Illustrations of the War in AmericaThe Illustrated London News, vol. 42, no. 1190, p. 230.
February 28, 1863
THE war which has raged so long and fiercely throughout the States began, as our readers are aware, by the bombardment, just two years ago, of Fort Sumter in Charleston Harbour, South Carolina--a bloodless engagement, little indicative of the seas of blood which were and, it is to be feared, still are to be shed. Public attention has been again directed in a special manner to Charleston on account of the recent dashing attack of Confederate gun-boats on the Federal blockading squadron off the harbour, and by reason also of the news just received that a formidable land and naval expedition was about to attack Charleston forthwith. We give, therefore, in this week's Impression a View of the Entrance to Charleston Harbour, from a sketch recently taken inside the harbour by our Special Artist, and forwarded to England by one of the many vessels which are continually breaking the blockade. We remark, in passing, that some of the sketches of our Special Artist in the Southern camp which have from time to time fallen into the hands of the Federals figure in the New York illustrated journals, and the question naturally arises--might they not as well have been handed over to their owners for publication?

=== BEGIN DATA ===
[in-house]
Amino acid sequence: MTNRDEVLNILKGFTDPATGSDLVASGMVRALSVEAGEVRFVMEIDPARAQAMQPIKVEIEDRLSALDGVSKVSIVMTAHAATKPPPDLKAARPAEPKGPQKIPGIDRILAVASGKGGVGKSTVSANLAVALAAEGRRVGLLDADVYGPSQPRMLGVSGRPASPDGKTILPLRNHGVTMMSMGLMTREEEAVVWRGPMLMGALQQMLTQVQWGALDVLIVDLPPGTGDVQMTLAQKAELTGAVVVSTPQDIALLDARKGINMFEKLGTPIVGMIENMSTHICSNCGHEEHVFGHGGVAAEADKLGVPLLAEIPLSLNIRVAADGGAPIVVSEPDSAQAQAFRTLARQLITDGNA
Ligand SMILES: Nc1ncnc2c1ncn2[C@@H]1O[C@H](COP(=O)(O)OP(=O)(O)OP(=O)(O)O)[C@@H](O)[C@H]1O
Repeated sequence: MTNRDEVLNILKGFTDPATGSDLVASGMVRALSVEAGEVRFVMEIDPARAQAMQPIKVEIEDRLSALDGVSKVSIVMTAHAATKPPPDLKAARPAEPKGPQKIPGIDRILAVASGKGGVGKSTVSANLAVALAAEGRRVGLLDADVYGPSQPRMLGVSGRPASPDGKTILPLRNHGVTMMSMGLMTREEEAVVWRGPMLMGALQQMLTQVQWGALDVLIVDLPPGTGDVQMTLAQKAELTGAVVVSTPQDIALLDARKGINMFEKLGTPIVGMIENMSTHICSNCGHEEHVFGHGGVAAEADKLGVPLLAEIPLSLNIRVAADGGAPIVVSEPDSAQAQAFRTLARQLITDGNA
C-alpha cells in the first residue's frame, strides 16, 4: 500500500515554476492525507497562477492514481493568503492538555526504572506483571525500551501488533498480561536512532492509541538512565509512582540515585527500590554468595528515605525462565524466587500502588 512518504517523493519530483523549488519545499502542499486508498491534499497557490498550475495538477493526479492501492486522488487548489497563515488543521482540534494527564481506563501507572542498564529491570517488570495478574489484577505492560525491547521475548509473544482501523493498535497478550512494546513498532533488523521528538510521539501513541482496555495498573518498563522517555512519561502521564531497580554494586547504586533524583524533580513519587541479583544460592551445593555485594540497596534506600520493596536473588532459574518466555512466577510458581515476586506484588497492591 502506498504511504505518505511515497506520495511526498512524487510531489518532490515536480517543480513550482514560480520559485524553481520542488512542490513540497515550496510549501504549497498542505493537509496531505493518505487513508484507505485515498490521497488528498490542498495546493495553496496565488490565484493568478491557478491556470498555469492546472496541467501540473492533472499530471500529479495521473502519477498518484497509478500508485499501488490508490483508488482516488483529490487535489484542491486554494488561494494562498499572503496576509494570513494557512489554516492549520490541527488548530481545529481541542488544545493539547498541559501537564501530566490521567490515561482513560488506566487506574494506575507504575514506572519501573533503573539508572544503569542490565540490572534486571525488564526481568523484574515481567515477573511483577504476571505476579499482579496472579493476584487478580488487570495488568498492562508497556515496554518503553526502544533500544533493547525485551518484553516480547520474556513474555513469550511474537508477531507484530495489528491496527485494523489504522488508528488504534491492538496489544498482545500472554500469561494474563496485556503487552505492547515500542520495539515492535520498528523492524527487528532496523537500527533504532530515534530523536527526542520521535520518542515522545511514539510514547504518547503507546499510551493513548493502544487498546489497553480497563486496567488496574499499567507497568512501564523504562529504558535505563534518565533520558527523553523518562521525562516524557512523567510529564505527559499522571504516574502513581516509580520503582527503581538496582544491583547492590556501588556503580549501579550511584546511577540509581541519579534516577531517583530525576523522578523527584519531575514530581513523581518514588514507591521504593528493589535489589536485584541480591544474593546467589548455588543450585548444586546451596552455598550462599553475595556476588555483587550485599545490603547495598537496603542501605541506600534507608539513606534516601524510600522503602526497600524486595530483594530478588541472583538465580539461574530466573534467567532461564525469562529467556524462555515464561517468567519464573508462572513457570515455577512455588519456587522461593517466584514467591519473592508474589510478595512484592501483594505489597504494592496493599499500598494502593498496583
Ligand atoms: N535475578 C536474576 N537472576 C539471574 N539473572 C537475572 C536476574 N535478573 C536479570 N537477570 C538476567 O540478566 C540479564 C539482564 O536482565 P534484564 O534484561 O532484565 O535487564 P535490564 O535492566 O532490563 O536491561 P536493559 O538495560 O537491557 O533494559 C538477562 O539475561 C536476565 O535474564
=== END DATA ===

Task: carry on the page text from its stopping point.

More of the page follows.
Charleston is built on a low point of land between the Rivers Ashley and Cooper, which unite immediately below and form a spacious and convenient harbour communicating with the ocean at Sullivan's Island, about seven miles from the city. The main entrance to the harbour is divided by Fort Sumter, founded upon an artificial island, while on the right hand is Sullivan's Island, on the left Morris Island, and beyond Fort Sumter, midway to the city of Charleston, is Castle Pinckney. A vessel thus going to Fort Sumter would have to run the gauntlet of a double fire. Fort Sumter is a modern truncated pentagonal fort, three miles and three-eighths from the city of Charleston. The walls are of solid brick and concrete masonry, built close to the edge of the water. They are 60 ft. high, and from 8 ft. to 12 ft. thick. They are pierced for three tiers of guns on the north, east, and west sides. It is designed for one hundred and forty pieces of ordnance. Two tiers of the guns are under bombproof casemates; the upper tier is open, or en barbette. Fort Moultrie is distant from Sumter a mile and a half. It is nothing more than a large water battery. Its armament is eleven heavy guns and several mortars. The walls are of brick, and present a solid mass of about 13 ft. Cumming's Point Iron Battery is the nearest point of land to Fort Sumter, being only 1150 yards distant. The iron battery here erected is made of railroad-iron. The roof slants towards the ground, so that shots will glance over it as they strike at an obtuse angle. Fort Johnson is a series of batteries protected by standworks, and are armed with mortar and siege guns. They are one mile and a quarter from Fort Sumter. Castle Pinckney is situated on the southern extremity of Shute's Folly Island, between Hog Island and Charleston city. It is about three miles from Sumter, and is the north-west. It has two rows of guns, the lower bombproof casements, the upper en barbette. The height of the rampart is 20 ft., and the width 32 ft. The armament is twenty-five guns. Batteries were thrown upon Morris Island at the beginning of the war, commanding the entrance of Charleston Harbour. Stone Point is on Morris Island, and faces the sea. It consequently commands the entrance to the harbour. There are about 9 ft. of water at low tide at Stone Point.